Fast analysis of acrylamide in french fries

A technique called “near-infrared spectroscopy” (NIRS) can rapidly estimate the amount of acrylamide in white-potato French fries, according to a study by U.S. Department of Agriculture (USDA) scientists and their North Carolina State University collaborators.

Acrylamide is a potentially toxic compound that forms in potatoes and other foods when they are fried, roasted or baked at high temperatures. The Food and Drug Administration (FDA) has issued recommendations to help the food industry reduce the amount of acrylamide in certain foods. According to the FDA, certain foods are likely to contain more acrylamide than others, including potato products such as French fries. Reducing acrylamide levels in certain fried foods can help consumers reduce the potential risk associated with this toxic compound.

Scientists at the Agricultural Research Service (ARS) Food Science Research Unit (FSRU) in Raleigh, North Carolina, work to reduce acrylamide while maintaining health-promoting compounds in foods.

The current process used to determine acrylamide levels in food requires sophisticated analytical techniques that take a long time and requires expensive equipment, according to FSRU food scientist Suzanne Johanningsmeier.

In a recent study, Johanningsmeier and her colleagues used NIRS technology to detect acrylamide in potato flour spiked with different levels of the compound. They then used NIRS to test and analyze French fries produced with various pretreatments and cooking times.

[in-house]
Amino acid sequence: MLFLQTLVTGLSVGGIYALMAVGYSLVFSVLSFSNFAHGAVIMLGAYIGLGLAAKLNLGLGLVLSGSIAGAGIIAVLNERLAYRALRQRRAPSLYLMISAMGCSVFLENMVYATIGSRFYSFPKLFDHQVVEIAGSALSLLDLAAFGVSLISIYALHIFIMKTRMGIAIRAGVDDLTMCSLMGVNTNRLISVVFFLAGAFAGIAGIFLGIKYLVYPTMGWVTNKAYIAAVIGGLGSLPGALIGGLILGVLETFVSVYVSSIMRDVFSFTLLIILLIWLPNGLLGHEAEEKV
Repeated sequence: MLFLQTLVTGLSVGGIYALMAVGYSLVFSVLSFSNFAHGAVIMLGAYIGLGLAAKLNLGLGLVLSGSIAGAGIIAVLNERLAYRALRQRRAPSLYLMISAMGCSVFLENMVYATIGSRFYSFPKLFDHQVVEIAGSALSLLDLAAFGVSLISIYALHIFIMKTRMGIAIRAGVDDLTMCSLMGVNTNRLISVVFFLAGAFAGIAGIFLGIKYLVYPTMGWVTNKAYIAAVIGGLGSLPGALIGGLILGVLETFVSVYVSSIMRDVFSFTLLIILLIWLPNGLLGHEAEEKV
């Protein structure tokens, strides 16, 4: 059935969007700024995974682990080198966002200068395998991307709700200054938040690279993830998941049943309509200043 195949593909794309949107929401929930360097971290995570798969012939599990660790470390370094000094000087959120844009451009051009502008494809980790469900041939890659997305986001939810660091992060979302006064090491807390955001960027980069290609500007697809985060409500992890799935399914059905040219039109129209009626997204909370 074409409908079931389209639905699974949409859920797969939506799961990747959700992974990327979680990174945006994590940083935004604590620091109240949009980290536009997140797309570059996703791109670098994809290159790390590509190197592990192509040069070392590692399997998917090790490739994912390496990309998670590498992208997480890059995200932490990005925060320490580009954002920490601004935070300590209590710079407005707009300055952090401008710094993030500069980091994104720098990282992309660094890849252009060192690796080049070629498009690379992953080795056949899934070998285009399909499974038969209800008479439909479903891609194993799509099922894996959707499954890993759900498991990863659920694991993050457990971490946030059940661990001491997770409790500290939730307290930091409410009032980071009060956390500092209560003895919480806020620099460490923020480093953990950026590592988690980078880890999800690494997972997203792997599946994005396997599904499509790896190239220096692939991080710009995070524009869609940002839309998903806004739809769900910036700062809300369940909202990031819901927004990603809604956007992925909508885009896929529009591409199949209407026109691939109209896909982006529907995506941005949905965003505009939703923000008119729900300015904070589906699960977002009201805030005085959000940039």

From these data, a predictive model was developed to rapidly estimate acrylamide content, which is also less expensive than current methods.

Food processors typically pay about $250 per sample to test French fries and other products for acrylamide, according to FSRU research leader Van-Den Truong. The cost per sample using the new model would be about $25.

The NIRS technique also gives potato breeders and processors a quicker, less expensive method to test and evaluate large numbers of potato hybrids for potential acrylamide formation, according to Johanningsmeier.

This research was supported by a USDA-National Institute of Food and Agriculture Specialty Crop Research Initiative Grant.

Read more about this research in the November 2016 issue of AgResearch magazine.




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